The Effects Of Cattle Consumption On Human Health, And Environmental Health

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Raising cattle for consumption has an increasingly negative impact on both human health, and environmental health. The largest environmental impact from food comes from the production and consumption of meat and dairy products; the estimated greenhouse gas emission (GHGE) is 50%. (Biesbroek et al, 2014). Meat and dairy products also supply about one-third of the dietary energy intake and are major sources of saturated fatty acids in the diet. The more saturated fat you consume, the greater your risk of developing high cholesterol, heart attack, stroke, circulation problems and certain types of bowel cancer. This paper evaluates the impact of cattle consumption on both humans and the environment as it investigates the associations/linkages…show more content…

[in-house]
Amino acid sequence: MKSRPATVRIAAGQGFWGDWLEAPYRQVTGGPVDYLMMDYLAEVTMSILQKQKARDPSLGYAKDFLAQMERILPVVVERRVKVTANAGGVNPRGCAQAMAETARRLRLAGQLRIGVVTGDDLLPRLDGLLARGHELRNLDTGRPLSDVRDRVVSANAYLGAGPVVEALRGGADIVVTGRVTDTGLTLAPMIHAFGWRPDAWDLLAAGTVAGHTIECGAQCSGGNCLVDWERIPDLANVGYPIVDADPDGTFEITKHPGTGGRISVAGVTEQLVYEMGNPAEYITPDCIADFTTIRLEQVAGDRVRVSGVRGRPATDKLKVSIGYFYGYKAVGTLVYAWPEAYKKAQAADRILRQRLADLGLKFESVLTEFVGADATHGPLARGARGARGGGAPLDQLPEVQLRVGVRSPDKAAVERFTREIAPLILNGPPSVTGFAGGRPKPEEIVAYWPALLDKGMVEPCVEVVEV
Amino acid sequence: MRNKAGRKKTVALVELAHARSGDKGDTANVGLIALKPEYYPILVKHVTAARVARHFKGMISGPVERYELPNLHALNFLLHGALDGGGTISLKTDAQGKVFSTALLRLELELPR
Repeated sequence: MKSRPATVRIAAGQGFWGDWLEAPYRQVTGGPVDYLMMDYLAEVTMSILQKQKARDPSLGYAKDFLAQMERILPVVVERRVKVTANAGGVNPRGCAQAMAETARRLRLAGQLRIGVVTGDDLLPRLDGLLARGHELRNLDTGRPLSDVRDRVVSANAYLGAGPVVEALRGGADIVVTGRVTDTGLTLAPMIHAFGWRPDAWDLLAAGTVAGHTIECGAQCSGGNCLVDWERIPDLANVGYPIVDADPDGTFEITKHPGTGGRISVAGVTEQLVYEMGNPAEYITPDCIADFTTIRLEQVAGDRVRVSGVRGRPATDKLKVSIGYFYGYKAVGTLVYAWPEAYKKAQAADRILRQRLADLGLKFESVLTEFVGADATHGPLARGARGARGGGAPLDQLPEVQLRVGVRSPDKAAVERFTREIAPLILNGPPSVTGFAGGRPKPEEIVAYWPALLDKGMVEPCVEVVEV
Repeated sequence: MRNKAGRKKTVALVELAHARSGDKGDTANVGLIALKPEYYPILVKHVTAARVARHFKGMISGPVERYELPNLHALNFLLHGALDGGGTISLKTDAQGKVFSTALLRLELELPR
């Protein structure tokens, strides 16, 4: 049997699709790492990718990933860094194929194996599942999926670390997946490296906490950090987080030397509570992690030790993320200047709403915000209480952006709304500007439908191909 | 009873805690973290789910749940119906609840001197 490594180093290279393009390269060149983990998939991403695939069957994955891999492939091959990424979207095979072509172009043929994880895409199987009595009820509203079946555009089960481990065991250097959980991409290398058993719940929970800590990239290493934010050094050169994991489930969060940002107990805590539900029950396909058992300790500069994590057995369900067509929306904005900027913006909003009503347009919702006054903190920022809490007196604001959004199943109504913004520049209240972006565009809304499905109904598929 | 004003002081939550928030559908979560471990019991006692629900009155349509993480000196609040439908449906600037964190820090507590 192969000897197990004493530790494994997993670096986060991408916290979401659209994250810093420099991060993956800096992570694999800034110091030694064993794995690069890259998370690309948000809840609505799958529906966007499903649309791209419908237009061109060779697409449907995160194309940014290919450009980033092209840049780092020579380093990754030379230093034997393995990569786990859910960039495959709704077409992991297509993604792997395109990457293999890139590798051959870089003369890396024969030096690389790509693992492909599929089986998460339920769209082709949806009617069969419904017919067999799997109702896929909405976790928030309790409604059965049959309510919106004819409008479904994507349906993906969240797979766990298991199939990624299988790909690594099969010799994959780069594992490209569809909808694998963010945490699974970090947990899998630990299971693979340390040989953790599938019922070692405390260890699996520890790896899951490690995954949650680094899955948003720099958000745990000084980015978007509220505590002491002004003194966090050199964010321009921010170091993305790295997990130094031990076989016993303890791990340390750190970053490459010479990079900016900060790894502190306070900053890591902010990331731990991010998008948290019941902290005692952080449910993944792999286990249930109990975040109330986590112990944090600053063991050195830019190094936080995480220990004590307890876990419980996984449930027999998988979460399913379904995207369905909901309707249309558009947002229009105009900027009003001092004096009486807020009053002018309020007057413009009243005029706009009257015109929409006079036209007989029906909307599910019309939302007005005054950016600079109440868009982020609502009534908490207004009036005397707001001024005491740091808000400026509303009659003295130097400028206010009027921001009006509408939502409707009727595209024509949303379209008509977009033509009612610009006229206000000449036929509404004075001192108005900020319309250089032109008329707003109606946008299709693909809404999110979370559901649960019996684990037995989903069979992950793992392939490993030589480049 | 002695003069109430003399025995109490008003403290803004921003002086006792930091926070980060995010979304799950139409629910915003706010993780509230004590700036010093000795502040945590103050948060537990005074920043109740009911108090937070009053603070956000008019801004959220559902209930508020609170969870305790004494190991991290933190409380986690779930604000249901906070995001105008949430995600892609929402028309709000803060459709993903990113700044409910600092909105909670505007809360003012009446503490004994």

Rumen Gases Of all ruminant animal types, (cattle, goats, and sheep), beef and dairy cattle are by far the largest emitters of methane, a potent greenhouse gas. As part of their digestive process, cows produce methane. An average cow in North America, which “includes beef cows, bulls, calves, growing steers/heifers, and feedlot cattle,” eructs via belching 117 pounds (53 kilograms) of methane (CH4) per head per year, according to 2006 guidelines from the Intergovernmental Panel on Climate Change. The ruminant animal is unique because of its four stomach compartments: reticulum, rumen, omasum and abomasum. The function of the rumen as a fermentation vat and the presence of certain bacteria promote the development of gases. These gases are found in the upper part of the rumen with CO2 and CH4 making up the largest portion (Table 1). The proportion of these gases is dependent on rumen ecology and fermentation balance. Typically, the proportion of carbon dioxide is two to three times that of CH4, although a large quantity of CO2 is reduced to CH4. The eructation of gases via belching is important in bloat prevention but is also the way CH4 is emitted into the atmosphere. According to the Intergovernmental Panel on Climate Change (IPCC), methane is more than 20 times as effective as CO2 at trapping heat in the atmosphere/ global warming potential. The U.S.
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